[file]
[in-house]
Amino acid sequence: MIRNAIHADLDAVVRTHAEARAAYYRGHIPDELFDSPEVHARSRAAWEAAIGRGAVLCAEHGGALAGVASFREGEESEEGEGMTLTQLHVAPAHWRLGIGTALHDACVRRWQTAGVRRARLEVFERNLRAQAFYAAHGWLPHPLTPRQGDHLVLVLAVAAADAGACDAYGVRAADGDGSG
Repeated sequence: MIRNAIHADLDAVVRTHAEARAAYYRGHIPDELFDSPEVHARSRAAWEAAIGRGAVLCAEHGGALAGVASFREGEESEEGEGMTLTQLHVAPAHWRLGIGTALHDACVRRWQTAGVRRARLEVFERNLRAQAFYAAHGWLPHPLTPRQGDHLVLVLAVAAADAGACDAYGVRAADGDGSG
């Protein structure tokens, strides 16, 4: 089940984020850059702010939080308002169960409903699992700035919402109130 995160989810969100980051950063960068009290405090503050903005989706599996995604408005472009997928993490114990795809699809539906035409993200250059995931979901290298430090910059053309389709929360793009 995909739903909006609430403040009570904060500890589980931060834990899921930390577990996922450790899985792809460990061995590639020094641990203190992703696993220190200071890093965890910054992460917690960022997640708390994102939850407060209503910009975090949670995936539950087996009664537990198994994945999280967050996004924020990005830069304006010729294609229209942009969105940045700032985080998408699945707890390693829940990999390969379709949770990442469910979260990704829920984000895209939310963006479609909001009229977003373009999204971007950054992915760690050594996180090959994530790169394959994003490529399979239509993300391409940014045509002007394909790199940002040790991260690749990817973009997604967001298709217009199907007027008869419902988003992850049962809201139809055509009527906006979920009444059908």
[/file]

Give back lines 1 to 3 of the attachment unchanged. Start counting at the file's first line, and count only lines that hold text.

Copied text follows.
[in-house]
Amino acid sequence: MIRNAIHADLDAVVRTHAEARAAYYRGHIPDELFDSPEVHARSRAAWEAAIGRGAVLCAEHGGALAGVASFREGEESEEGEGMTLTQLHVAPAHWRLGIGTALHDACVRRWQTAGVRRARLEVFERNLRAQAFYAAHGWLPHPLTPRQGDHLVLVLAVAAADAGACDAYGVRAADGDGSG
Repeated sequence: MIRNAIHADLDAVVRTHAEARAAYYRGHIPDELFDSPEVHARSRAAWEAAIGRGAVLCAEHGGALAGVASFREGEESEEGEGMTLTQLHVAPAHWRLGIGTALHDACVRRWQTAGVRRARLEVFERNLRAQAFYAAHGWLPHPLTPRQGDHLVLVLAVAAADAGACDAYGVRAADGDGSG